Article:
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These are the many questions requiring answers in investment – Business Daily

PHOTO | SHUTTERSTOCK
Jasakiss released “Why”, the single to his sophomore album, Kiss of Death, 18 years ago and he asked some pretty important questions. Some of them are still relevant to this day.
Questions like why rappers lie in 85 percent of their rhymes, why is the industry designed to keep the artist in debt, why Denzel had to be crooked before he took it (Oscar) have been left unanswered for too long. Today’s article borrows the same concept and explores some unanswered questions in the world of finance. Here we go.
Why is the concept of “Chinese wall” – the imaginary barrier blocking the sharing of information among departments when an ethical issue could result – only good on paper?
Why do we have self-regulating organisations (SROs) such as NEXT, yet none of the players would be willing to trust a self-regulating pharmacy to buy drugs from or even bank with a self-regulating financial institution? Why do we imagine that finance industry SROs are more public-spirited?
Why are government securities sold as risk-free yet have a history of defaults? Why is the “safe haven” idea not seen as a self-fulfilling prophecy? Why did Warren Buffett demonise credit default swaps as financial weapons of mass destruction yet used them to hedge against municipal bonds losses?
Why do we still believe in the “successful day-trader” myth when about 90 percent of day-traders lose their money? Why do we pay investment management fees yet 95 percent of investment managers underperform the market consistently? Why do Africa-focussed venture funds still chase after the “white man in a hoodie”?
Why allow 400:1 leverage ratios for margined products but refuse to accept that’s “gamifying” the markets? Why are investors vilified when they try to influence the markets but when central banks do the same, it is called “intervention”?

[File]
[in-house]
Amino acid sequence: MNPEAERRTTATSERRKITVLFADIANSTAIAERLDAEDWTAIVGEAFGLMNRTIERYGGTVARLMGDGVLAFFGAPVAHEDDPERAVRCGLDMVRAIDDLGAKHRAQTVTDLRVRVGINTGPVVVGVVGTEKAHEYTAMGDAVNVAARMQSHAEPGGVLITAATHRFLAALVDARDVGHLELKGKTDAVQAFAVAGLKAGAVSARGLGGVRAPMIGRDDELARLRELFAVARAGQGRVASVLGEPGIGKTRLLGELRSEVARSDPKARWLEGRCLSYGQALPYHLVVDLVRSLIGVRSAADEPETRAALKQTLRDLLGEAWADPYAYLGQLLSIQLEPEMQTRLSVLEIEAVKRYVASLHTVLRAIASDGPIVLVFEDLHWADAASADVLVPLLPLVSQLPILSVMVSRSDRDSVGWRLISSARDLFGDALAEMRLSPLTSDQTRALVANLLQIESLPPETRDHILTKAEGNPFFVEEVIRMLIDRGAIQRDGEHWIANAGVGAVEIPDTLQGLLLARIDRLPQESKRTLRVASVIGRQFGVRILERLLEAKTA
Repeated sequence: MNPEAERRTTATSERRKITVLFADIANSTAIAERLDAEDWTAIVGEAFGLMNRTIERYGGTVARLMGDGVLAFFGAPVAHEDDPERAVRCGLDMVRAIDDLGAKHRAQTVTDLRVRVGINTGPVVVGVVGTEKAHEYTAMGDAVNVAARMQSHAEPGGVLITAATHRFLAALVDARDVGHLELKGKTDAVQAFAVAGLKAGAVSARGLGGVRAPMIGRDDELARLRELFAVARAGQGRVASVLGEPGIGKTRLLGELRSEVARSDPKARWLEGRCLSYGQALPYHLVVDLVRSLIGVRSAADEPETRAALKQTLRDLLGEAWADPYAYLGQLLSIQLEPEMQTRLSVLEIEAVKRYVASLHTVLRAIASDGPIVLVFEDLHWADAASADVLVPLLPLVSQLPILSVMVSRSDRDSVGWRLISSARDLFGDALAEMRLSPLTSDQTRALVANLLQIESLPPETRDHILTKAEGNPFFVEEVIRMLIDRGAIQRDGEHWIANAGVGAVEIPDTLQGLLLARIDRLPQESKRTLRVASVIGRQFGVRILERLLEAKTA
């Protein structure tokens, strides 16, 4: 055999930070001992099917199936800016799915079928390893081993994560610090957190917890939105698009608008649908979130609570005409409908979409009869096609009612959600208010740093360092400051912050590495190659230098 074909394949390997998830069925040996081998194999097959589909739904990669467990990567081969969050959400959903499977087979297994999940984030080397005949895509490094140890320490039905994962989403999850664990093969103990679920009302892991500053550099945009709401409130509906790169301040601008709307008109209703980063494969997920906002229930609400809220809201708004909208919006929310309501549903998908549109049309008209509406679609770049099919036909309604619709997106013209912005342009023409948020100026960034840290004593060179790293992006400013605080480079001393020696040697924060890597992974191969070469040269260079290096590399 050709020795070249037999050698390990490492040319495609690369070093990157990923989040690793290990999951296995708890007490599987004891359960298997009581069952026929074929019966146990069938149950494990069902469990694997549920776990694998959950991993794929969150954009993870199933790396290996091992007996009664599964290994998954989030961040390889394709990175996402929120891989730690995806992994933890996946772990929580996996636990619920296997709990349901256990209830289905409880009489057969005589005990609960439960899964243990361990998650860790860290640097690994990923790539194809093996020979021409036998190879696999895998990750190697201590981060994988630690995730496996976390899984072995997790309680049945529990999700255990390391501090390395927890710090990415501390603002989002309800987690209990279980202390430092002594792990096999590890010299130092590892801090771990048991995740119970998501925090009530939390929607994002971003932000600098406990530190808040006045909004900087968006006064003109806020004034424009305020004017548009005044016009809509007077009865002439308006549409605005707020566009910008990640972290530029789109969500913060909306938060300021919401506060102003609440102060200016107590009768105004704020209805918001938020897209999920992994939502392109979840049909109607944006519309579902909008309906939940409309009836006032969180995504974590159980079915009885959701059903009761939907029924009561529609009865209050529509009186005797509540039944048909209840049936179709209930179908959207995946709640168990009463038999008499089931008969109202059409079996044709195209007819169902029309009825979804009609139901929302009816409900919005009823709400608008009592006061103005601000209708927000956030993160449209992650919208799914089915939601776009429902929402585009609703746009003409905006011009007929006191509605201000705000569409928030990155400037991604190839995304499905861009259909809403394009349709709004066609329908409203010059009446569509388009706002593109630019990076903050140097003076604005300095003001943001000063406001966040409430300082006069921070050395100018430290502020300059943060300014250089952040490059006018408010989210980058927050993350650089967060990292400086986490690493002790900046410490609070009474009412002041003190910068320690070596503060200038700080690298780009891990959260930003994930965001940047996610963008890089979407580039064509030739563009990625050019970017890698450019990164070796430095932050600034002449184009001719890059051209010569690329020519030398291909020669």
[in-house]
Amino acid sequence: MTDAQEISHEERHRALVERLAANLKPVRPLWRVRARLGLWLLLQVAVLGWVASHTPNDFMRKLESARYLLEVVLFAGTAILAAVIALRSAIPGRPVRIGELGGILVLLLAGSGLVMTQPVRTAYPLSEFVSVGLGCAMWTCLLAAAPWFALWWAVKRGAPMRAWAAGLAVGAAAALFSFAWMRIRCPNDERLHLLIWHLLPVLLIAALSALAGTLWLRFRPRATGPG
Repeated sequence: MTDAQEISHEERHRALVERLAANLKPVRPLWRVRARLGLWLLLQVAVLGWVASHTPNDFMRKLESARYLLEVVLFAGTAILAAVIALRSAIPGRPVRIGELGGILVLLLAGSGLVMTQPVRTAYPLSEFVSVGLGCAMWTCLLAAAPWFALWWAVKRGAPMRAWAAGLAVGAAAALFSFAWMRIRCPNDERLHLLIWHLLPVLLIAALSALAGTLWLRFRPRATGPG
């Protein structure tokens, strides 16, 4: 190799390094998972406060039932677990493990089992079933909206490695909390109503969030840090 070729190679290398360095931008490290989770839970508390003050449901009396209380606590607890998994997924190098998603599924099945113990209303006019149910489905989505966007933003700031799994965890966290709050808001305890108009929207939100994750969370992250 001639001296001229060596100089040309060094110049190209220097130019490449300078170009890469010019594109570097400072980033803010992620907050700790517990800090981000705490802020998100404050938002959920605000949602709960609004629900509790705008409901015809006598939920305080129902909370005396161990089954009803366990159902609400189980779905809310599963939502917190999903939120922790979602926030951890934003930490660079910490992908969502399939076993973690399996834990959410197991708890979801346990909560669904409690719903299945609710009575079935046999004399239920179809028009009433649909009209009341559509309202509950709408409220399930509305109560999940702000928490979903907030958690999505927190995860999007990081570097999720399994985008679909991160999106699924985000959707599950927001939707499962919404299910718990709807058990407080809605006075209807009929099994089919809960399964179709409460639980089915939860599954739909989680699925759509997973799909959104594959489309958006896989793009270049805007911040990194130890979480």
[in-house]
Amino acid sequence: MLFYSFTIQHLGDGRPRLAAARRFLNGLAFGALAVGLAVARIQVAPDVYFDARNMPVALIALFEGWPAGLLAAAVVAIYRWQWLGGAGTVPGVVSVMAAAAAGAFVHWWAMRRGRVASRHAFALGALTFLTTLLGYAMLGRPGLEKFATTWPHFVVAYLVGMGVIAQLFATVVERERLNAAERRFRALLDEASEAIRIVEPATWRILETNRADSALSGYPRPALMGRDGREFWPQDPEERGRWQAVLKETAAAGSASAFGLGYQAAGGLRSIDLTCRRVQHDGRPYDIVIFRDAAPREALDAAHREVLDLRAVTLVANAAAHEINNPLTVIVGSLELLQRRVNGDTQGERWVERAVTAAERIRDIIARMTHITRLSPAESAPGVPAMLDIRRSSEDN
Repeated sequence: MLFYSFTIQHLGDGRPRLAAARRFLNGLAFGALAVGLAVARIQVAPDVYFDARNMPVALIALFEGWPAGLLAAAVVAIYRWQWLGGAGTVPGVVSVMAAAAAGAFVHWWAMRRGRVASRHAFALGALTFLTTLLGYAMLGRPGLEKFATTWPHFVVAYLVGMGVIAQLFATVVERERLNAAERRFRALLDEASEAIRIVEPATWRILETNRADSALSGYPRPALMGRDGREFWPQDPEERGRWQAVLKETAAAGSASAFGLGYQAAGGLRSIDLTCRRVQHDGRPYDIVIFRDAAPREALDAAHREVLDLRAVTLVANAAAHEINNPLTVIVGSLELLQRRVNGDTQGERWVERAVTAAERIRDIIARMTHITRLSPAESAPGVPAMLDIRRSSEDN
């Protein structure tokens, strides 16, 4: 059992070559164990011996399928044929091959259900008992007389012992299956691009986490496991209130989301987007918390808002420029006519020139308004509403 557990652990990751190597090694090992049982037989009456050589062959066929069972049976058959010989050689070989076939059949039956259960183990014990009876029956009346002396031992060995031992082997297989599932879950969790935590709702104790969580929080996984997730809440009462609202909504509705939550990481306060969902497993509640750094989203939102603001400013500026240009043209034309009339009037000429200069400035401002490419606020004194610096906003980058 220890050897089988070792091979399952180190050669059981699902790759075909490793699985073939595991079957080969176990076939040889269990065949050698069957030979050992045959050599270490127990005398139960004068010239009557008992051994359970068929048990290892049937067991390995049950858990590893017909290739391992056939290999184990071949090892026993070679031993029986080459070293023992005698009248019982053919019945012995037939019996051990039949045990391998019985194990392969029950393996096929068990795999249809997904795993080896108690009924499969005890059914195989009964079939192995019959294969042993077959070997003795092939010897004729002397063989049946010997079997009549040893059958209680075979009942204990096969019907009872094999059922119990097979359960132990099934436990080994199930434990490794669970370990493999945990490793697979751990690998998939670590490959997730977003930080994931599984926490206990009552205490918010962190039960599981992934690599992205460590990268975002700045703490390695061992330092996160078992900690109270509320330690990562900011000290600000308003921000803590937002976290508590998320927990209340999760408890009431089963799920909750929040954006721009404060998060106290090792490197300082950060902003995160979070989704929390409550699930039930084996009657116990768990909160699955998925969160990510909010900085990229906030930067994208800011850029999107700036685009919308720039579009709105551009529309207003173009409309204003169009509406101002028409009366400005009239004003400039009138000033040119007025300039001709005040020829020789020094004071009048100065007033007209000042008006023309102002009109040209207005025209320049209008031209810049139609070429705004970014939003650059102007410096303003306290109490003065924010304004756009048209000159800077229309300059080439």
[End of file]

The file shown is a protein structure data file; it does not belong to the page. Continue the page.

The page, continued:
Why is the reflexivity theory still not widely accepted? Why haven’t the numerous failed sightings of the “invisible hand of the market” not relegated the concept to the dustbin of the finance world? Why do fund managers spend time on research only to think in herds?
Why are some free-market economies still crying for freedom? Why did the International Monetary Fund (IMF) encourage developing countries to reduce government spending and deficits, to allow insolvent banks and financial institutions to fail, and aggressively raise interest rates during the 1998 economic crisis (advise that led to collapse of many local businesses and massive unemployment – at some point, “retrenchment” became a buzzword in Kenya), but advised the opposite when developed countries faced recession in 2008 (insisting some financial institutions were “too big too fail” even bailed out some and supported expansionary policies, such as lowering interest rates, increasing government spending and cutting taxes)?
Why does “hot money” flee at the first sign of trouble? Why haven’t the fathers of the Washington Consensus admitted to their policy failures? Why do cryptocurrencies, built on decentralised platforms, trade via centralised exchange platforms?
Why is puff-daddy still dancing in his artists’ videos? Why is mumble-rapping considered an artform? And why is Johnny Mathis still hot? I think he’s the best tenor in Soul and RnB.
The writer is the MD, Canaan Capital

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